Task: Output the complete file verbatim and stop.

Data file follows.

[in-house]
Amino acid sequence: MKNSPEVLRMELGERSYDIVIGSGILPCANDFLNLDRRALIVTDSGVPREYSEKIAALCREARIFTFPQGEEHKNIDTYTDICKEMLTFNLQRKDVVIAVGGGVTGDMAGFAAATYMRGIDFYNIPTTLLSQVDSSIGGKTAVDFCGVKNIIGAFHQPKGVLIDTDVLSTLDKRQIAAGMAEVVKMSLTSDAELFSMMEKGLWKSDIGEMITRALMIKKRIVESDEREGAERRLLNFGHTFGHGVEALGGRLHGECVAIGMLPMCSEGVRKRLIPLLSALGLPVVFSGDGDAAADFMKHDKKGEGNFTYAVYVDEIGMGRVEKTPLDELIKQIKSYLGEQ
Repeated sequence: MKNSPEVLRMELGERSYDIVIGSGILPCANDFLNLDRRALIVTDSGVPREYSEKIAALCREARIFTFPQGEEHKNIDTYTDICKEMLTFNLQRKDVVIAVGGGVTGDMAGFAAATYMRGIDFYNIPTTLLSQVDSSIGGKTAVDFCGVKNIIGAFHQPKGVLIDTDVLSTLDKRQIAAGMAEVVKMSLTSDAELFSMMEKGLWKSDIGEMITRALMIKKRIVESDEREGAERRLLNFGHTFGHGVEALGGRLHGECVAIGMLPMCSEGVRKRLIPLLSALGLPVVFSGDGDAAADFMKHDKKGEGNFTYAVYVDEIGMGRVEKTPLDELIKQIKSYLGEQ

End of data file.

[in-house]
Amino acid sequence: MKNSPEVLRMELGERSYDIVIGSGILPCANDFLNLDRRALIVTDSGVPREYSEKIAALCREARIFTFPQGEEHKNIDTYTDICKEMLTFNLQRKDVVIAVGGGVTGDMAGFAAATYMRGIDFYNIPTTLLSQVDSSIGGKTAVDFCGVKNIIGAFHQPKGVLIDTDVLSTLDKRQIAAGMAEVVKMSLTSDAELFSMMEKGLWKSDIGEMITRALMIKKRIVESDEREGAERRLLNFGHTFGHGVEALGGRLHGECVAIGMLPMCSEGVRKRLIPLLSALGLPVVFSGDGDAAADFMKHDKKGEGNFTYAVYVDEIGMGRVEKTPLDELIKQIKSYLGEQ
Repeated sequence: MKNSPEVLRMELGERSYDIVIGSGILPCANDFLNLDRRALIVTDSGVPREYSEKIAALCREARIFTFPQGEEHKNIDTYTDICKEMLTFNLQRKDVVIAVGGGVTGDMAGFAAATYMRGIDFYNIPTTLLSQVDSSIGGKTAVDFCGVKNIIGAFHQPKGVLIDTDVLSTLDKRQIAAGMAEVVKMSLTSDAELFSMMEKGLWKSDIGEMITRALMIKKRIVESDEREGAERRLLNFGHTFGHGVEALGGRLHGECVAIGMLPMCSEGVRKRLIPLLSALGLPVVFSGDGDAAADFMKHDKKGEGNFTYAVYVDEIGMGRVEKTPLDELIKQIKSYLGEQ